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A history of Santa Barbara

A history of Santa Barbara
A history of Santa Barbara 02:12

The Old Mission Santa Barbara was founded by Spanish Franciscans in 1786, and it's just one of the picturesque sights that help put Santa Barbara on the map.

The bells have been ringing at the mission for more than two centuries. But the first residents of this area date back thousands of years, to the Chumash people.

The town was named by the Spanish explorer, Sebastián Vizcaino, in 1602 for Saint Barbara, the third-century Christian martyr. When Spanish settlers arrived in the 18th century, they built (along with the Chumash) "El Presidio," a fort to protect the California coast from foreign invasion. The nearby mission was built soon after, setting a Spanish architectural style that endures to this day.

Old Mission Santa Barbara. CBS News

When an earthquake nearly destroyed the mission, and much of the city, in 1925, local visionaries insured that Santa Barbara would rebuild and rebound in the same design.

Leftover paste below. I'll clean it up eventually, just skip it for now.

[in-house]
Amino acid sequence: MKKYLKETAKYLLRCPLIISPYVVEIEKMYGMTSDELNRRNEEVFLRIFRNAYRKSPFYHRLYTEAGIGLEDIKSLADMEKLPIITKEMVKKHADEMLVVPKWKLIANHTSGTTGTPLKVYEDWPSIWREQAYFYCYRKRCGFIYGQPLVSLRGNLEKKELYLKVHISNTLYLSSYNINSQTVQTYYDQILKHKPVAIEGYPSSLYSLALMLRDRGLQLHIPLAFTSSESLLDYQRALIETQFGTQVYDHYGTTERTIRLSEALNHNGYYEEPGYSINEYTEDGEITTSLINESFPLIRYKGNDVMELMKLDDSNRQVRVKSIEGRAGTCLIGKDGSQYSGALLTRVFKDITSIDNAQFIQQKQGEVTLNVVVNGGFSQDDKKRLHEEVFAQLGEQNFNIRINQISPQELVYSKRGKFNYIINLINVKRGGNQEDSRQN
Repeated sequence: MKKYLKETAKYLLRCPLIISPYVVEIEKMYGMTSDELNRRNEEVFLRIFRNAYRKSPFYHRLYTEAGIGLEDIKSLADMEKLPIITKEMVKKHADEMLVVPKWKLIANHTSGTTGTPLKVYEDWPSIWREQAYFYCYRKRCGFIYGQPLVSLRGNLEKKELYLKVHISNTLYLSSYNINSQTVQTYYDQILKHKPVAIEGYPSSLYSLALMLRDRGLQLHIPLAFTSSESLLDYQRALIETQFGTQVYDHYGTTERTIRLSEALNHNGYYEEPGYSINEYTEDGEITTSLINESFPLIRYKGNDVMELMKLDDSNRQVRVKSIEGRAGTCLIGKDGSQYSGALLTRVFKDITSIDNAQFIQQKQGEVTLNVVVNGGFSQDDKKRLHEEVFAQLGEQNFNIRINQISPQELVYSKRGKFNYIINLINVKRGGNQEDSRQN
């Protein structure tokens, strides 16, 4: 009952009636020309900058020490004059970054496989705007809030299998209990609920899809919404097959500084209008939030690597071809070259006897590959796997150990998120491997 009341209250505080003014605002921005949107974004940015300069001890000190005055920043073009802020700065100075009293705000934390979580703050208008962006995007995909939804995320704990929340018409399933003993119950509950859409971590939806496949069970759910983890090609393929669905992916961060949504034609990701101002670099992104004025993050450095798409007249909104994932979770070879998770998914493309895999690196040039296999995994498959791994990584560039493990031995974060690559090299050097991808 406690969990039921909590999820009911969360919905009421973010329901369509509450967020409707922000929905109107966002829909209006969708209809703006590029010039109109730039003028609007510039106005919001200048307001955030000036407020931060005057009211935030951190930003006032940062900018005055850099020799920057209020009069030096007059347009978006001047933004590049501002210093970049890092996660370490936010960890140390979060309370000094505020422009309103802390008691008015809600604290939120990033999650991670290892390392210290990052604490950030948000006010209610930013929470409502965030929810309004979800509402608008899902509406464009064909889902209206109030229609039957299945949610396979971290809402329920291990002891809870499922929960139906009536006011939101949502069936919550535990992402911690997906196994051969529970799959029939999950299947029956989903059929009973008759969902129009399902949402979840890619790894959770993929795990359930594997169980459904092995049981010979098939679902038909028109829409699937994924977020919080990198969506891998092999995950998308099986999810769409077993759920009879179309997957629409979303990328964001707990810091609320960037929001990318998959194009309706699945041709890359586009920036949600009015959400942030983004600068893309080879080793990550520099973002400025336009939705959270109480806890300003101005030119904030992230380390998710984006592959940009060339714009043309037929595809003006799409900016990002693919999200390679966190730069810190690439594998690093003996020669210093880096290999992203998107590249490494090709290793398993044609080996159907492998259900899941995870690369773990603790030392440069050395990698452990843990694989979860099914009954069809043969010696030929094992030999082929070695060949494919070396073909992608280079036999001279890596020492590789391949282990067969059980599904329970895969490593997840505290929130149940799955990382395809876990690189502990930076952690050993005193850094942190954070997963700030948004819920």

And did it ever.

The oceanfront jewel, two hours from Los Angeles, became known as "Hollywood to the North." Silent film pioneer Charlie Chaplin built California's first major movie studio here, Flying "A" Studios, producing hundreds of movies. 

In the coming years, this once-sleepy seaside town became a place where people from all over would escape for fun in the sun. Chef Julia Child spent both her childhood and retirement on these beaches.

Today, with its outdoor lifestyle, fresh seafood, and beautiful homes, Santa Barbara is the epitome of the California dream, a town dubbed the "American Riviera."

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Story produced by Jon Carras. Editor: George Pozderec.

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